Pakistani police arrested 25 members of an informal village council composed of Muslim men (only) who are accused of ordering the rape of a 16-year-old girl as revenge for her brother's alleged sexual assault of another girl.
You may think that it's unfair to the girl who did nothing wrong, but you might feel differently if you valued your cattle more than females.
The Supreme Court requested a report on the case, which was very similar to a case from 2002 in which another teenager was gang-raped on the orders of a local council. In both cases, none of the men on the councils were related to the girls.
"A total of 29 people were involved in this ghastly crime, and we have 25 of them in our custody," Multan City Police Officer Ahsan Younus told Reuters via phone on Thursday.
In early July, a local council in Multan was called after a family accused a 16-year-old boy of raping a 13-year-old neighbor child.
The village idiots ruled that the sister of the boy should be handed over to the victim's brother to be raped and the punishment was carried out on July 17 after the family handed the girl over.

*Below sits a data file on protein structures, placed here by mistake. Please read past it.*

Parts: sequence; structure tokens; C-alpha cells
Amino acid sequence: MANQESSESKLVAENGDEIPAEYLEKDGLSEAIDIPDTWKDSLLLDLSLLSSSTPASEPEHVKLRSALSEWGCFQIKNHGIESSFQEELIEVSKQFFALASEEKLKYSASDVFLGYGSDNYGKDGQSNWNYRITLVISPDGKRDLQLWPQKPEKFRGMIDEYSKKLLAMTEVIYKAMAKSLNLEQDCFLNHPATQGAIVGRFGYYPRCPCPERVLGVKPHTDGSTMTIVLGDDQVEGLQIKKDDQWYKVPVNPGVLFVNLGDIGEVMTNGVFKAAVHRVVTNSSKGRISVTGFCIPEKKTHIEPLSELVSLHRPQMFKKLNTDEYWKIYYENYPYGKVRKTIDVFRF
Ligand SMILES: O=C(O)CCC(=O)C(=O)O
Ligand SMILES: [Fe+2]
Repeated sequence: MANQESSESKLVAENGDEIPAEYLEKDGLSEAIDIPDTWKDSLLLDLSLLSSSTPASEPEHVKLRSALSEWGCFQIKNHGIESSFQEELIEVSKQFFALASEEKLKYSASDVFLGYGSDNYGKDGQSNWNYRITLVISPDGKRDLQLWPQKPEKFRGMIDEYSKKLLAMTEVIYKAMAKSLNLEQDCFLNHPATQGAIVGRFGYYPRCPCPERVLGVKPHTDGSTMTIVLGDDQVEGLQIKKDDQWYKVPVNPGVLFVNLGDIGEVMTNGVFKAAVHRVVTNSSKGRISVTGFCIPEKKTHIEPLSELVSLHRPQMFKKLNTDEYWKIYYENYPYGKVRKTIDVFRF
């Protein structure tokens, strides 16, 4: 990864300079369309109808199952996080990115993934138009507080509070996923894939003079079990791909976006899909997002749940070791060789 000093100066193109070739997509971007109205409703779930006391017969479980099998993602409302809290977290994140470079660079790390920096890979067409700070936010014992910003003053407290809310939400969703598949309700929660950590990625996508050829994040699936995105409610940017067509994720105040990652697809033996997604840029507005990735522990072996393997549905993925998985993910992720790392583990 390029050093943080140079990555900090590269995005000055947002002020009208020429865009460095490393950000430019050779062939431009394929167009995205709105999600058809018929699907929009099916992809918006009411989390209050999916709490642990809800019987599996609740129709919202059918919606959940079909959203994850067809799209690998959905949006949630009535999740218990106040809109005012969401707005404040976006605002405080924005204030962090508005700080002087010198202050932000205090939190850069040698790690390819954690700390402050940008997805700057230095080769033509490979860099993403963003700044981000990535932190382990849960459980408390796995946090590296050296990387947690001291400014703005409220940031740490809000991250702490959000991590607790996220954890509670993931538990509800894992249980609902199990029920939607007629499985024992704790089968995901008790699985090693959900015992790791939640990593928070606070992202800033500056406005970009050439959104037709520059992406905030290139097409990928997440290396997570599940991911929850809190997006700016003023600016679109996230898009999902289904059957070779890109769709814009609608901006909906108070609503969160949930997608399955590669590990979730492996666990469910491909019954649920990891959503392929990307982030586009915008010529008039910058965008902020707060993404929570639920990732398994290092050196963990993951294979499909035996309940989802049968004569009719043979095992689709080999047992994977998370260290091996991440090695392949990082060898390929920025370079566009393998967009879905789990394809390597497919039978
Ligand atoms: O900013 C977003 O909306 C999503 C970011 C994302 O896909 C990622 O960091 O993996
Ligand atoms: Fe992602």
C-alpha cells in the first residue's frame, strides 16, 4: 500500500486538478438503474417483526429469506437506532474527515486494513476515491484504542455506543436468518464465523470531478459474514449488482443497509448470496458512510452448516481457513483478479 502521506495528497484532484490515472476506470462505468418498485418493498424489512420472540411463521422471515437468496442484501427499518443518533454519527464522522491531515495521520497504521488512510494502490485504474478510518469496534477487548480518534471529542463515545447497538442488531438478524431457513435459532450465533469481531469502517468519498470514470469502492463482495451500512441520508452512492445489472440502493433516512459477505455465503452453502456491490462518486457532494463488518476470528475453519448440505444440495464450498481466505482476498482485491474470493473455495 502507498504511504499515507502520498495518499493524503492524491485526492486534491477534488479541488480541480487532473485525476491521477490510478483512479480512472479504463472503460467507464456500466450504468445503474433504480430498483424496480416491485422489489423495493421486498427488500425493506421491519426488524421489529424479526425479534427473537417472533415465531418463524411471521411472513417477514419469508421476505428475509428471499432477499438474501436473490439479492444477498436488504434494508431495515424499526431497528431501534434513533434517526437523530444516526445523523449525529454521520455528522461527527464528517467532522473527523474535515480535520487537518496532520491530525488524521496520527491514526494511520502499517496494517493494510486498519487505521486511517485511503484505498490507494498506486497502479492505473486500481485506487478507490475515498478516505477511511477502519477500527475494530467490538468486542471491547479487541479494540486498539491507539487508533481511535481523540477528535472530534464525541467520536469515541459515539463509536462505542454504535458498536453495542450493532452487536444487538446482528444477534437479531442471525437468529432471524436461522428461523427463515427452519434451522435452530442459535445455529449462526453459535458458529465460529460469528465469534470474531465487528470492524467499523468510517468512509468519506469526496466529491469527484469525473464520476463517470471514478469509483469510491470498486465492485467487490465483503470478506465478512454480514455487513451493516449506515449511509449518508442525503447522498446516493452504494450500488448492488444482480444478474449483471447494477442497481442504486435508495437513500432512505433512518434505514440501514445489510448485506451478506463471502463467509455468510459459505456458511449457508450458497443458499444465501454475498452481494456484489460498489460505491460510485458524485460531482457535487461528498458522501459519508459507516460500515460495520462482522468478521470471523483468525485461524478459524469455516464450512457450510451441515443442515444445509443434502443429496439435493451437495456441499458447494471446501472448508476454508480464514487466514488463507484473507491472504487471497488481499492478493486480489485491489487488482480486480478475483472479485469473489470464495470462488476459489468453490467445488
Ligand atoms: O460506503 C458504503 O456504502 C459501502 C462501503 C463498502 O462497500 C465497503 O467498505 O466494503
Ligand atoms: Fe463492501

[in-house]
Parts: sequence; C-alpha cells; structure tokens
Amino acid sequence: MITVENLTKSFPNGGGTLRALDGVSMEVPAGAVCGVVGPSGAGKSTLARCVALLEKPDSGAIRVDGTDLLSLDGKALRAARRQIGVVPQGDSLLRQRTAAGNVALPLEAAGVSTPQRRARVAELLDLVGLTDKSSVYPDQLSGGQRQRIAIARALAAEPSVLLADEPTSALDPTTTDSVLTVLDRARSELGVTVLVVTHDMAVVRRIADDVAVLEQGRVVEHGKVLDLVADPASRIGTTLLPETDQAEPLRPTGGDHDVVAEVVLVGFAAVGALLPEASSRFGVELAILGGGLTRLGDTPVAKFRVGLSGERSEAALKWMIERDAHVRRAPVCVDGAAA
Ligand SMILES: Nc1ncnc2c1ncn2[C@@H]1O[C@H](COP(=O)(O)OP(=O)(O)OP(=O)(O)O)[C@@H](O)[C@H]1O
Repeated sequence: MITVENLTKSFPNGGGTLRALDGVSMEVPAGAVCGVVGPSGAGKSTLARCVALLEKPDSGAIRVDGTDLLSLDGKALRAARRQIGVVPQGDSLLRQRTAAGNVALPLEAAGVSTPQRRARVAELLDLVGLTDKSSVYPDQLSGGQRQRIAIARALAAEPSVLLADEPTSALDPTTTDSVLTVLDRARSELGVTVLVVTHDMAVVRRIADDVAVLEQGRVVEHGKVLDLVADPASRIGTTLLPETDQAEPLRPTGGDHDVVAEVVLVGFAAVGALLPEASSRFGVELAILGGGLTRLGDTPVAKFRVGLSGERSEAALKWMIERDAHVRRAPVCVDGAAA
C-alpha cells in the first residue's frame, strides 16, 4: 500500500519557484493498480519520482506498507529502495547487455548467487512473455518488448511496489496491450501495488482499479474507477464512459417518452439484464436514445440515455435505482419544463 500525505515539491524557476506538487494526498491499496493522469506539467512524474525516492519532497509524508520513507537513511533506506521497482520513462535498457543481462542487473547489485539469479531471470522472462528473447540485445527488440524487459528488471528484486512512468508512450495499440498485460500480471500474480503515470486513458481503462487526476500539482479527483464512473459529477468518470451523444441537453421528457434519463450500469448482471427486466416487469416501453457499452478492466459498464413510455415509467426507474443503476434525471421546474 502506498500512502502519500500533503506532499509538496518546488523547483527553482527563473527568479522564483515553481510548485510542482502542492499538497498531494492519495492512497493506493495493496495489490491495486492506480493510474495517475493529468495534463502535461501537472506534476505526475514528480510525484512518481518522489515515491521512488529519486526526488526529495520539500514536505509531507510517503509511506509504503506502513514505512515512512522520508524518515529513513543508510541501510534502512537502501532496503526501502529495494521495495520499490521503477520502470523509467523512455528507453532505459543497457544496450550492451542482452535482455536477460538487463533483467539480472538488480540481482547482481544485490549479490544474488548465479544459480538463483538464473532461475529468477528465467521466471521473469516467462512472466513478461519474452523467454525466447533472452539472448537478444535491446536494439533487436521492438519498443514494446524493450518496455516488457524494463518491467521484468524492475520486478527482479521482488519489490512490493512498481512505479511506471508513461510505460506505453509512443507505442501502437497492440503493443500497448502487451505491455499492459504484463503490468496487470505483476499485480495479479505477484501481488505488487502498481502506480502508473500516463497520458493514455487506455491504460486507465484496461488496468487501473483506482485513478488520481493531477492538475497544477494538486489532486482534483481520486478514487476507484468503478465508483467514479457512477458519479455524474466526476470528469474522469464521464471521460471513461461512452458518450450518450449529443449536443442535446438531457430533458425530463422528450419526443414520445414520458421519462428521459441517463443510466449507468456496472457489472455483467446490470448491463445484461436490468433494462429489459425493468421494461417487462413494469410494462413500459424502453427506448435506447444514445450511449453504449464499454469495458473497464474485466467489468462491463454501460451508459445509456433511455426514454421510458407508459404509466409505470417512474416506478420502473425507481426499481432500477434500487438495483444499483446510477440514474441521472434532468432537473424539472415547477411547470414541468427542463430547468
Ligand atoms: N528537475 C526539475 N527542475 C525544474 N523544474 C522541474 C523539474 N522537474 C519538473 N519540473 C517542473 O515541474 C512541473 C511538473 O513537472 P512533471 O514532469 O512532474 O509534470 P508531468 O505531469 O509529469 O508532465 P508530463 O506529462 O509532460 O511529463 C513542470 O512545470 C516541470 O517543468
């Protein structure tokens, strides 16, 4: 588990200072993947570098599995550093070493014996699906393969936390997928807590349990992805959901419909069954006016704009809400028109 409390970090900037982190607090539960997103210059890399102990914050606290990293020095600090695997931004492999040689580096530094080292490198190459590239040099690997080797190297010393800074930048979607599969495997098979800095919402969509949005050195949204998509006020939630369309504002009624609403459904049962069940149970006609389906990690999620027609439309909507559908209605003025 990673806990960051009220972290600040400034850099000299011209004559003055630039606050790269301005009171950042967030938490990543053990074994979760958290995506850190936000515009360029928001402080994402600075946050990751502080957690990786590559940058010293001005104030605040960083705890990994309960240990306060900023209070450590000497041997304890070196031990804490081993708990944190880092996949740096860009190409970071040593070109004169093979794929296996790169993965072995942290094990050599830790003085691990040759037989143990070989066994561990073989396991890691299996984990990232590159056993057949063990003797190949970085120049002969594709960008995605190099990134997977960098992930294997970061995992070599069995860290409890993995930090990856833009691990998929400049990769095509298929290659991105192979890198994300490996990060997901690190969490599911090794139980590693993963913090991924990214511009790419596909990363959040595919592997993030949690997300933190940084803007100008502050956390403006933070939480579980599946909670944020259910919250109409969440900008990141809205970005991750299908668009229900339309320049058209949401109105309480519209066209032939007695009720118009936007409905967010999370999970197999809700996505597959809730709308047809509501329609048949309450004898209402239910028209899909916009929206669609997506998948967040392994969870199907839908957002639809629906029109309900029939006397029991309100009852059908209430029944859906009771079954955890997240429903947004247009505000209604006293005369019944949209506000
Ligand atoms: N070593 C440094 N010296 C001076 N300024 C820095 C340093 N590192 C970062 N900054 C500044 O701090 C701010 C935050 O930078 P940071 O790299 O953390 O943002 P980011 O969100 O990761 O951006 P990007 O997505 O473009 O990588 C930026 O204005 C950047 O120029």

The case came to focus when both families filed criminal charges with the police accusing the other family's son of rape. After both sides were questioned, it was soon clear that it was the village elder idiots who came up with the genius plan, and all of them have been arrested because it's bad for tourism.
In Multan, if you are run over by a guy driving a camel, your family is permitted to run over the driver's sister with a camel of the same approximate size.
Both the victims and their mothers have been sent to a women's protection center.
Pakistan has a centuries-old tradition of quick, often crazy justice handed down by gatherings of local cretins known as jirgas (pronounced 'jerks') or panchayats (pronounced 'jerks') seen by many low-functioning villagers as preferable to actual formal legal justice.
In much of Pakistan, jirgas are tolerated but not recognized by the formal courts and police.
The jirgas and the practice of "revenge rape" drew international attention in 2002 when a local woman, Mukhtaran Mai, was ordered gang-raped by jirgas for a male relative's alleged crime.
Mai had the courage to file criminal charges against her attackers, and sex men were convicted and sentenced to death later that year, though five were later freed on appeal.
Mai eventually became the high-profile campaigner for women's rights in Pakistan.
Mai oh Mai.